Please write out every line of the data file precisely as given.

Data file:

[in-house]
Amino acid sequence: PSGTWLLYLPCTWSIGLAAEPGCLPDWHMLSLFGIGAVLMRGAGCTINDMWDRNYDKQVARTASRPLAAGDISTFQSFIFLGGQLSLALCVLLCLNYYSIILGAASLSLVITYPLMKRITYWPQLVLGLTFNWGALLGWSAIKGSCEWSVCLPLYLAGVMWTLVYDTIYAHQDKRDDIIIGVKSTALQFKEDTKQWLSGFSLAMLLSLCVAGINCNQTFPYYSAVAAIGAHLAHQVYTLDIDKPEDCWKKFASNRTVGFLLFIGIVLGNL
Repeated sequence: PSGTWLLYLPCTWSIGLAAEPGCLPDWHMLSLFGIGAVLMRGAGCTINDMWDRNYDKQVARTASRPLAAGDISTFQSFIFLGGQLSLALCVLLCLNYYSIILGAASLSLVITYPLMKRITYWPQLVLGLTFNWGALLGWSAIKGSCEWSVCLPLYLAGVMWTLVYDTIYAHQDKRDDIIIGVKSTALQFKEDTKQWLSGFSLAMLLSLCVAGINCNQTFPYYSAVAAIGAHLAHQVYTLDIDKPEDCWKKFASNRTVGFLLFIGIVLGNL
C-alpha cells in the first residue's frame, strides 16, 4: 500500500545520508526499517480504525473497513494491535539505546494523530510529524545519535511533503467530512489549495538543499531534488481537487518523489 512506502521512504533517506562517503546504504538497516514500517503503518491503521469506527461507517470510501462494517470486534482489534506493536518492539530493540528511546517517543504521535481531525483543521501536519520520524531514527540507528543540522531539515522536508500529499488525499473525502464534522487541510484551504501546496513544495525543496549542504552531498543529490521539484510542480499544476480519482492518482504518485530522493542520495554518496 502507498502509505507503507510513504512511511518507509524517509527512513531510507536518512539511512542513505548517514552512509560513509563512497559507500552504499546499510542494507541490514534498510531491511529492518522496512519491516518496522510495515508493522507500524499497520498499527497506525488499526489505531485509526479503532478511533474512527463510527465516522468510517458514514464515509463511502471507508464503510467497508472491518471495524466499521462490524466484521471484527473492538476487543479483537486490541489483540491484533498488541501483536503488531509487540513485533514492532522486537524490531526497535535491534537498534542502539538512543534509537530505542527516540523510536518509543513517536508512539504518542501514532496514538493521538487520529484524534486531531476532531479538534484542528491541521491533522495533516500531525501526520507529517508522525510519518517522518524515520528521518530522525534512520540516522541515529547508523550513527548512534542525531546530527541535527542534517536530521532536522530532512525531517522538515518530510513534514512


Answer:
[in-house]
Amino acid sequence: PSGTWLLYLPCTWSIGLAAEPGCLPDWHMLSLFGIGAVLMRGAGCTINDMWDRNYDKQVARTASRPLAAGDISTFQSFIFLGGQLSLALCVLLCLNYYSIILGAASLSLVITYPLMKRITYWPQLVLGLTFNWGALLGWSAIKGSCEWSVCLPLYLAGVMWTLVYDTIYAHQDKRDDIIIGVKSTALQFKEDTKQWLSGFSLAMLLSLCVAGINCNQTFPYYSAVAAIGAHLAHQVYTLDIDKPEDCWKKFASNRTVGFLLFIGIVLGNL
Repeated sequence: PSGTWLLYLPCTWSIGLAAEPGCLPDWHMLSLFGIGAVLMRGAGCTINDMWDRNYDKQVARTASRPLAAGDISTFQSFIFLGGQLSLALCVLLCLNYYSIILGAASLSLVITYPLMKRITYWPQLVLGLTFNWGALLGWSAIKGSCEWSVCLPLYLAGVMWTLVYDTIYAHQDKRDDIIIGVKSTALQFKEDTKQWLSGFSLAMLLSLCVAGINCNQTFPYYSAVAAIGAHLAHQVYTLDIDKPEDCWKKFASNRTVGFLLFIGIVLGNL
C-alpha cells in the first residue's frame, strides 16, 4: 500500500545520508526499517480504525473497513494491535539505546494523530510529524545519535511533503467530512489549495538543499531534488481537487518523489 512506502521512504533517506562517503546504504538497516514500517503503518491503521469506527461507517470510501462494517470486534482489534506493536518492539530493540528511546517517543504521535481531525483543521501536519520520524531514527540507528543540522531539515522536508500529499488525499473525502464534522487541510484551504501546496513544495525543496549542504552531498543529490521539484510542480499544476480519482492518482504518485530522493542520495554518496 502507498502509505507503507510513504512511511518507509524517509527512513531510507536518512539511512542513505548517514552512509560513509563512497559507500552504499546499510542494507541490514534498510531491511529492518522496512519491516518496522510495515508493522507500524499497520498499527497506525488499526489505531485509526479503532478511533474512527463510527465516522468510517458514514464515509463511502471507508464503510467497508472491518471495524466499521462490524466484521471484527473492538476487543479483537486490541489483540491484533498488541501483536503488531509487540513485533514492532522486537524490531526497535535491534537498534542502539538512543534509537530505542527516540523510536518509543513517536508512539504518542501514532496514538493521538487520529484524534486531531476532531479538534484542528491541521491533522495533516500531525501526520507529517508522525510519518517522518524515520528521518530522525534512520540516522541515529547508523550513527548512534542525531546530527541535527542534517536530521532536522530532512525531517522538515518530510513534514512